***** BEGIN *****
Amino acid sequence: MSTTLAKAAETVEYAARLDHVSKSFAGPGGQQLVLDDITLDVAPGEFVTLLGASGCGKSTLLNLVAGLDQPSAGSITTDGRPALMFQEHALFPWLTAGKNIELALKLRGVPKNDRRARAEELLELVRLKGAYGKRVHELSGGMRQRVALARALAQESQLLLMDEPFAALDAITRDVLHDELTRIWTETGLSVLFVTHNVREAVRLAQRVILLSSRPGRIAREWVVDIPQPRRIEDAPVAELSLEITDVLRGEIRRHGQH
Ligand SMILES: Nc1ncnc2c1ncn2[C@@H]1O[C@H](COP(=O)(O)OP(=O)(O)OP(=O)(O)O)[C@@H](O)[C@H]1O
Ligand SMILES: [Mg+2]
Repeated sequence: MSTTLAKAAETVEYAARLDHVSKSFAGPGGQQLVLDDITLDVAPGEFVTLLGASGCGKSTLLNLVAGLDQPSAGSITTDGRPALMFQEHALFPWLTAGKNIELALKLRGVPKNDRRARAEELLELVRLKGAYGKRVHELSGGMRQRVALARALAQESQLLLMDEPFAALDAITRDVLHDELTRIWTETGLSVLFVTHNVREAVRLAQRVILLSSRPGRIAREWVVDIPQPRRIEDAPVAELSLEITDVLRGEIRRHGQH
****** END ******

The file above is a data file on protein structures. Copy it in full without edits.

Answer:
Amino acid sequence: MSTTLAKAAETVEYAARLDHVSKSFAGPGGQQLVLDDITLDVAPGEFVTLLGASGCGKSTLLNLVAGLDQPSAGSITTDGRPALMFQEHALFPWLTAGKNIELALKLRGVPKNDRRARAEELLELVRLKGAYGKRVHELSGGMRQRVALARALAQESQLLLMDEPFAALDAITRDVLHDELTRIWTETGLSVLFVTHNVREAVRLAQRVILLSSRPGRIAREWVVDIPQPRRIEDAPVAELSLEITDVLRGEIRRHGQH
Ligand SMILES: Nc1ncnc2c1ncn2[C@@H]1O[C@H](COP(=O)(O)OP(=O)(O)OP(=O)(O)O)[C@@H](O)[C@H]1O
Ligand SMILES: [Mg+2]
Repeated sequence: MSTTLAKAAETVEYAARLDHVSKSFAGPGGQQLVLDDITLDVAPGEFVTLLGASGCGKSTLLNLVAGLDQPSAGSITTDGRPALMFQEHALFPWLTAGKNIELALKLRGVPKNDRRARAEELLELVRLKGAYGKRVHELSGGMRQRVALARALAQESQLLLMDEPFAALDAITRDVLHDELTRIWTETGLSVLFVTHNVREAVRLAQRVILLSSRPGRIAREWVVDIPQPRRIEDAPVAELSLEITDVLRGEIRRHGQH